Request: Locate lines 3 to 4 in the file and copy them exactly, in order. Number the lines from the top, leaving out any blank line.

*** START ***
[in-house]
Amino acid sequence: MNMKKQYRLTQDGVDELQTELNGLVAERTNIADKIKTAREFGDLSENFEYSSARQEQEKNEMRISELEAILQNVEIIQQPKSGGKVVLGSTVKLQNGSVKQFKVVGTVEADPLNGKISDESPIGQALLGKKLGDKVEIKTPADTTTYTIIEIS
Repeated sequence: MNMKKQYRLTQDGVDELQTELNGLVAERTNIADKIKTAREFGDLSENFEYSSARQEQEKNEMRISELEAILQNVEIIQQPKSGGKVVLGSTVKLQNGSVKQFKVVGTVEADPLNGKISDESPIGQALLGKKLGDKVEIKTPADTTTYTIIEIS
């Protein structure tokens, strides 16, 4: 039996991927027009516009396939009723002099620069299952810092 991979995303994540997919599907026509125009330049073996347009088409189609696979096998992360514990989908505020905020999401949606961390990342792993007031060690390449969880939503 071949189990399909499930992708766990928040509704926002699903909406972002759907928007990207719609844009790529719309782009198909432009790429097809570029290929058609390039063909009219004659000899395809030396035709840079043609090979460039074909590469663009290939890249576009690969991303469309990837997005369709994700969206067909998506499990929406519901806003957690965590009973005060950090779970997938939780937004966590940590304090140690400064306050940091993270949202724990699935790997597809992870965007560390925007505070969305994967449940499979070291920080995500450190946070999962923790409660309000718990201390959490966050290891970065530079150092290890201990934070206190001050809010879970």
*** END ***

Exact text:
Repeated sequence: MNMKKQYRLTQDGVDELQTELNGLVAERTNIADKIKTAREFGDLSENFEYSSARQEQEKNEMRISELEAILQNVEIIQQPKSGGKVVLGSTVKLQNGSVKQFKVVGTVEADPLNGKISDESPIGQALLGKKLGDKVEIKTPADTTTYTIIEIS
């Protein structure tokens, strides 16, 4: 039996991927027009516009396939009723002099620069299952810092 991979995303994540997919599907026509125009330049073996347009088409189609696979096998992360514990989908505020905020999401949606961390990342792993007031060690390449969880939503 071949189990399909499930992708766990928040509704926002699903909406972002759907928007990207719609844009790529719309782009198909432009790429097809570029290929058609390039063909009219004659000899395809030396035709840079043609090979460039074909590469663009290939890249576009690969991303469309990837997005369709994700969206067909998506499990929406519901806003957690965590009973005060950090779970997938939780937004966590940590304090140690400064306050940091993270949202724990699935790997597809992870965007560390925007505070969305994967449940499979070291920080995500450190946070999962923790409660309000718990201390959490966050290891970065530079150092290890201990934070206190001050809010879970």